Chatbots along with generative AI speech models create hope for advancing improved human-machine interaction in healthcare and making software tools like EMRs more useful for human users. For years, this has been described as the search for a dynamic user interface that improves effectiveness, experience, and efficiency.
Software has always been an imperfect tool, requiring human users to adapt to its structure and rules and with an inability for it to in turn adapt to human users, often requiring long learning curves to achieve benefits.
Beyond being an annoyance, these traits make the software tools much less useful. Despite using the features for problem-solving, analyzing data and information, decision making or evoking an action, users must always do the same number of clicks and motions, despite learning insights in how to do it better.
Human users must adapt to the software while it should be the other way around. Software is frequently conceived, designed, and written by non-users who may or may not understand the domain the software is meant to assist or where design-build trade-offs may work, or where they may disrupt fitness for purpose.
Two humans will frequently use the same data in different ways, presentation, or order to arrive at the same conclusion. Forcing all humans to use software in the same ways or with limited variations makes some of us less efficient and more annoyed or to forgo using the software altogether. Avoidance, as in the rise of human scribes in the EMR world.
Adding complexity, the same human will likely wish to use the same data in different ways when confronted the next time with the same problem or activity that was successfully solved yesterday.
Software hasn’t up till now learned to adapt to human users while assuming humans will do so. We do it all the time. Find shortcuts and workarounds or add third-party functionality missing in the original. Once we have learned one way to use a tool, we will almost always seek to improve our capability and efficiency, especially for repetitive tasks or problem-solving.
Software also suffers from bloat in order to reach broad markets resulting in the other 80-20 rule. 80% of the functionality in the software I don’t need. And 20% of what I need isn’t there.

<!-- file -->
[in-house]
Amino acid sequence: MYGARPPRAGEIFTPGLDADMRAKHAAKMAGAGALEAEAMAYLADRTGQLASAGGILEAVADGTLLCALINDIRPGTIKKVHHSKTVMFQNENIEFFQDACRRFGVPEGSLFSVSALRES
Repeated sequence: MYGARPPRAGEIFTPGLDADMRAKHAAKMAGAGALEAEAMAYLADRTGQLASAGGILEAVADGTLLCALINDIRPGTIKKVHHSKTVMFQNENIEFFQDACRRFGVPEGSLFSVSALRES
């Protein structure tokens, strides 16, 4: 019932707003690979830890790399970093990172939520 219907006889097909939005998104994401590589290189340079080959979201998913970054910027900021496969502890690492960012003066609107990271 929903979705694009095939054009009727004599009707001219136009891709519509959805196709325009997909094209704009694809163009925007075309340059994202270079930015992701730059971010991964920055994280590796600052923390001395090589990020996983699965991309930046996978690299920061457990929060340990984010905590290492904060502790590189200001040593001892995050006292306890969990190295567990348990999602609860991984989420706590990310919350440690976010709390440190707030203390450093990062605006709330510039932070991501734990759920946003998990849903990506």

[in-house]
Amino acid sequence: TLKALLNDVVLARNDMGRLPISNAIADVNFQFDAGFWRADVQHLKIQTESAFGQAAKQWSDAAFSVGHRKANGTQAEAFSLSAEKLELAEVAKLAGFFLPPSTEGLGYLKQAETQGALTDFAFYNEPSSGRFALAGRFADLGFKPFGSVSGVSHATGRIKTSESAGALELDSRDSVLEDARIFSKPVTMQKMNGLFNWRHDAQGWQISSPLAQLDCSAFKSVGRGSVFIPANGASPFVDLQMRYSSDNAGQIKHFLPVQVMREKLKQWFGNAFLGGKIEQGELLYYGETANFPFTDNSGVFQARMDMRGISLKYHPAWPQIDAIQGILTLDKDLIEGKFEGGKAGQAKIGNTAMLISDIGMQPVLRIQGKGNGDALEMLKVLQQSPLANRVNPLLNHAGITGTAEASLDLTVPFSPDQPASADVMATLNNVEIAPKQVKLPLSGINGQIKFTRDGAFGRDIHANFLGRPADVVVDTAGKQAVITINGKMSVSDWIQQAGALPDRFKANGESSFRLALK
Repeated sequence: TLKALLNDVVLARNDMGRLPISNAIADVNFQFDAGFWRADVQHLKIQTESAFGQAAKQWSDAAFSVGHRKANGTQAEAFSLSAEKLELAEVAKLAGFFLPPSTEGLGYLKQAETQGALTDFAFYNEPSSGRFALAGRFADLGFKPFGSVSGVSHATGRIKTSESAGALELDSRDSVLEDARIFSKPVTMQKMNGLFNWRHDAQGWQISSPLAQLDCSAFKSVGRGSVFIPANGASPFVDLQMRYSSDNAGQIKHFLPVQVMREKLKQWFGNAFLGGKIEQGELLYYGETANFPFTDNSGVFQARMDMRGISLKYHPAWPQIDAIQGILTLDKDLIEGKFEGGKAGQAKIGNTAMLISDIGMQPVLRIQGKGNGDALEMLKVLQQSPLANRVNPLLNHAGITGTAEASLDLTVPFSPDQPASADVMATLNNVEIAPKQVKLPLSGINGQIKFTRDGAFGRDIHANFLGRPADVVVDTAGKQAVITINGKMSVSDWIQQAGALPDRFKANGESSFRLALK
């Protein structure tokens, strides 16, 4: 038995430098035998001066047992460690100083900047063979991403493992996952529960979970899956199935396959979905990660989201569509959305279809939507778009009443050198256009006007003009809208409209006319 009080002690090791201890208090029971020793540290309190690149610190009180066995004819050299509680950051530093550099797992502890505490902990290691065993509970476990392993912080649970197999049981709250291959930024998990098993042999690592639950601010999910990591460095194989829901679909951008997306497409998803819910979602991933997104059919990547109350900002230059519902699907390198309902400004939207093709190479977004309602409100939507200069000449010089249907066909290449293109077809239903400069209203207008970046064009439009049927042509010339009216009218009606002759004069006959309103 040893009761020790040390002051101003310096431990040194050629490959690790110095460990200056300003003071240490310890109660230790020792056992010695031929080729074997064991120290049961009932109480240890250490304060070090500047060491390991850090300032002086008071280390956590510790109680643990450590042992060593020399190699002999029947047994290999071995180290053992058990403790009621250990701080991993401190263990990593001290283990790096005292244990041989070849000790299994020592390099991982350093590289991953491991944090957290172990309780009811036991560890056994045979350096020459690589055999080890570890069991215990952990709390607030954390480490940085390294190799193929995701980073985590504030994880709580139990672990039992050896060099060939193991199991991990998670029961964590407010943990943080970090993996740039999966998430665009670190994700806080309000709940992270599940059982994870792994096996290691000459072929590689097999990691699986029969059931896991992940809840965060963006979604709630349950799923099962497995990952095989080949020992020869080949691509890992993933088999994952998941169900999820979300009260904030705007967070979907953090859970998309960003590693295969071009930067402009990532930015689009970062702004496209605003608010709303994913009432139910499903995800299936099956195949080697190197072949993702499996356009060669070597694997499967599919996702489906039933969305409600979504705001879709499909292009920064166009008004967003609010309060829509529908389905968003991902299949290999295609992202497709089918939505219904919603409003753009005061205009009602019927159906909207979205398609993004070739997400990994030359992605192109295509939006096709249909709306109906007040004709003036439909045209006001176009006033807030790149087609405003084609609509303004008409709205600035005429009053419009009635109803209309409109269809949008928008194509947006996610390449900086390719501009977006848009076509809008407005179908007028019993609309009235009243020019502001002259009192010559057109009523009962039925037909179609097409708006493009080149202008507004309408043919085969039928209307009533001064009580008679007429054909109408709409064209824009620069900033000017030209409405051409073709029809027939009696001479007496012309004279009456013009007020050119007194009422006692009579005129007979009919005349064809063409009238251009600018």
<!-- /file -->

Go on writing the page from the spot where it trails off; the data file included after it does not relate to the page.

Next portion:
When electronic medical records were undergoing forced acceptance in the early 2000s, work we did at the time showed that the main problem with EMR acceptance wasn’t the promise or the data or the services aspects. It was the user interface, forcing users to conform to using information in ways that were unfamiliar or were less efficient. Adding to the pain, we took the most highly skilled and paid individuals and made them enter data as a primary work function instead of bypassing that by focusing on automation and data interoperability.
When physician users were asked what they would prefer, the idea of the dynamic user interface appeared, even though at the time it wasn’t clear how to do what they asked. They described a capability to present the data precisely the way they wanted it today, which may be different than how they wanted it yesterday to solve the same problem due to the learning effect.
Breaking this request down further led to the understanding that both inputting and using software EMRs require multiple modalities and ways of entering and retrieving information or data. One key feature would be natural language speech. We didn’t have it yet in the way needed.
But now, the latest iteration of using automation and interoperability to access whatever datum is needed to either enter or elicit information from these software behemoths might be a step highly useful to accomplish a dynamic user interface. If Chatbots and generative AI work as advertised, this should bring us closer to more efficient, more effective use of medical information for the benefit of patients and users.